Two summers ago, the USS Houston, a Los Angeles-class attack submarine, made way out of the naval base at Pearl Harbor with a special guest aboard. Gerard Butler remembers standing on the deck with the boat’s captain, Commander Scott McGinnis, taking in the view and inhaling the sweet Hawaiian air before experiencing his first submarine dive.
“The captain passed me a cigar,” says Butler over coffee at the Essex House in New York City. “I decided not to say I’m not the biggest cigar smoker.”
When the captain hands you a cigar, you smoke it.
That morning was the beginning of three days of drills on the boat, and Butler, along with director Donovan Marsh, had been invited aboard to observe as research for their upcoming drama Hunter Killer. The movie’s script, based on the novel Firing Point about a U.S. submarine commander tasked with carrying out a dangerous rescue mission in foreign waters, was approved by the Navy and thus granted them the invaluable opportunity.
The activities onboard included battle station situations, sharpening the response time in case of a ‘man overboard’, firing sequences, and quick surfacing. Butler found the experience and cooperation from the military instrumental in making a gripping nautical thriller in league with previous submarine dramas like Run Silent, Run Deep, The Enemy Below, and The Hunt for Red October.
Men’s Journal: What drew you to this story?
Gerard Butler: I loved the script from the first read; it was just a classic story with great drama, characters, and action. I knew immediately that this would be a great chance to revisit the submarine genre, of which I am just a massive fan. I hope this movie will make people go back and watch those classics again. I remember reading the script and it took me back to some of those stories. I knew that I had to make it. I even had a dream about it before we started the process where I was on a naval base. I took that as a sign.
What is it about the submarine genre that you love?
For one you’re dealing with the highest stakes possible on a nuclear submarine. Not only are you battling with your own mortality, but there’s this looming ability to end the modern world as we know it. I was also drawn to the relationship between the two submarine captains, Captain Joe Glass [Butler’s character] and the Russian submarine captain. They’re two guys who are able to see the world differently than everyone else. There’s this code—an understanding of the rules of conduct.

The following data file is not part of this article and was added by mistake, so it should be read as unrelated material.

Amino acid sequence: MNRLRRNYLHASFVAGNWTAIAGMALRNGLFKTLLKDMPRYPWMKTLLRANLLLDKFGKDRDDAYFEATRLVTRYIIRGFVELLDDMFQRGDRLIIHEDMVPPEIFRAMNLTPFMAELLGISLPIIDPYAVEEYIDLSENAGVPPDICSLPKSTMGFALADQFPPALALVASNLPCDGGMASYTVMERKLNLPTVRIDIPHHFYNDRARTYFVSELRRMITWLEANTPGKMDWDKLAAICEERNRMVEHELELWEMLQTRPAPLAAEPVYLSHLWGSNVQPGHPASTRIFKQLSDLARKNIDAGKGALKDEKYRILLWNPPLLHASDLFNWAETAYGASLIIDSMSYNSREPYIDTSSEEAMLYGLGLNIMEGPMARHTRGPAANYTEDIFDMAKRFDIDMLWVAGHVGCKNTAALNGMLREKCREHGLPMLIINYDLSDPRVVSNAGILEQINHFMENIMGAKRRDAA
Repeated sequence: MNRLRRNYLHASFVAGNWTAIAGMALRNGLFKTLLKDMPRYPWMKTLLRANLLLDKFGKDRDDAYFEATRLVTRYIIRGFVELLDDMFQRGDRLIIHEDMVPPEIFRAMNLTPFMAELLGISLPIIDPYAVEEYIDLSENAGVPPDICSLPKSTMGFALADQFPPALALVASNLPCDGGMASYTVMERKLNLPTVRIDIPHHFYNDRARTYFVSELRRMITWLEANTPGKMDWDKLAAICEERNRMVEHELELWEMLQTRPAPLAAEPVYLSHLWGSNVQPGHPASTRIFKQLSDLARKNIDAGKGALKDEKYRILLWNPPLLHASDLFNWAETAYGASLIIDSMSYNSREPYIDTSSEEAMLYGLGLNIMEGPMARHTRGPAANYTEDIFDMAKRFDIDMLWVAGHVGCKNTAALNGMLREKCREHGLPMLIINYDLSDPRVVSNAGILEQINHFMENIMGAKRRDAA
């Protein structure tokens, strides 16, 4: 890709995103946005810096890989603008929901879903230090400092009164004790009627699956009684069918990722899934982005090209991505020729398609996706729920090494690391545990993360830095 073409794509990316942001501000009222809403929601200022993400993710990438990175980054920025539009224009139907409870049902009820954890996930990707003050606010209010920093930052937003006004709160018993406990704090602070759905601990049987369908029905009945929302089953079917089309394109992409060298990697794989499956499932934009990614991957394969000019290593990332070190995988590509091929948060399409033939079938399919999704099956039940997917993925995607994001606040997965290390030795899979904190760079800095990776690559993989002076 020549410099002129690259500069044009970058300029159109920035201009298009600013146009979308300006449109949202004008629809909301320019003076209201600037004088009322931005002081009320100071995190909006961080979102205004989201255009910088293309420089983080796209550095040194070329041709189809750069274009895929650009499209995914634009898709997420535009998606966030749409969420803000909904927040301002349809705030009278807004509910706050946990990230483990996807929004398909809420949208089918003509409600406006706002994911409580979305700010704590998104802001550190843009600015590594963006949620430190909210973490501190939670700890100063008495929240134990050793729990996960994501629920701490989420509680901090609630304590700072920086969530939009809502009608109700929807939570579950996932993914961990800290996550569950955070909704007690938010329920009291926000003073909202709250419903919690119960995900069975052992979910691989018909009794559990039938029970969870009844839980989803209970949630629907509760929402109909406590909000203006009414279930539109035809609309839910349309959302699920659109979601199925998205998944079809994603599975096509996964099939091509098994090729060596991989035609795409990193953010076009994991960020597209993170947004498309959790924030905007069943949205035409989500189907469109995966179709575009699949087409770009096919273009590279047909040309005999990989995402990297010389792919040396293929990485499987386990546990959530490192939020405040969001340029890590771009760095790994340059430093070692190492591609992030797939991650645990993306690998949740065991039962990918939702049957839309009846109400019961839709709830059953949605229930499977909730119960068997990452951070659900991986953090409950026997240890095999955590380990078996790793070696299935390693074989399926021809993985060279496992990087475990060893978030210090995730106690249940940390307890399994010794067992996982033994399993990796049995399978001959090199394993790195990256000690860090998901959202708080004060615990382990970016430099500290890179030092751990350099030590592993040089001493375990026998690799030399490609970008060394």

What was it like being onboard the USS Houston?
I was excited obviously, but I won’t lie there was a moment where I really felt that pressure change and it hit me that I was really diving on a nuclear submarine. You start to hear these strange ringing sounds from the hull, and you’re leaning back to compensate for the angle. I’m not sure if you can really be prepared for that. I slept in the XO’s [executive officer] room, which had two bunks. I would sleep when he was working and he would sleep when it was my shift.
During the drills what did you observe from Captain McGinnis?
I got to see them execute all the tactics and sequences we do in the movie, which was amazing. You could see the camaraderie the captain had with the men. In a way he was one of the guys, but at the same time he wasn’t. He always made sure they were on their toes. I would catch him slightly fucking with them, testing them, letting them know that they had to prove themselves to him.
Speaking of captains, what did you learn from the actual Navy submarine captains you came into contact with?
One thing you learn while spending time with any of these submarine captains is they’re all pretty brilliant. They’re all nuclear physicists. Their minds have to work in a very particular way. I was very impressed by Commander Scott McGinnis, who captains the USS Houston, and his passion was just contagious. He’s able to speak on the phone, talk to me, and deal with a crew member’s problem all at the same time. Even when they’re off duty, most of these captains are finding ways to keep their minds working, playing cribbage or solving trigonometry problems, because they know their mental agility needs to be sharp. I wanted to do right by them.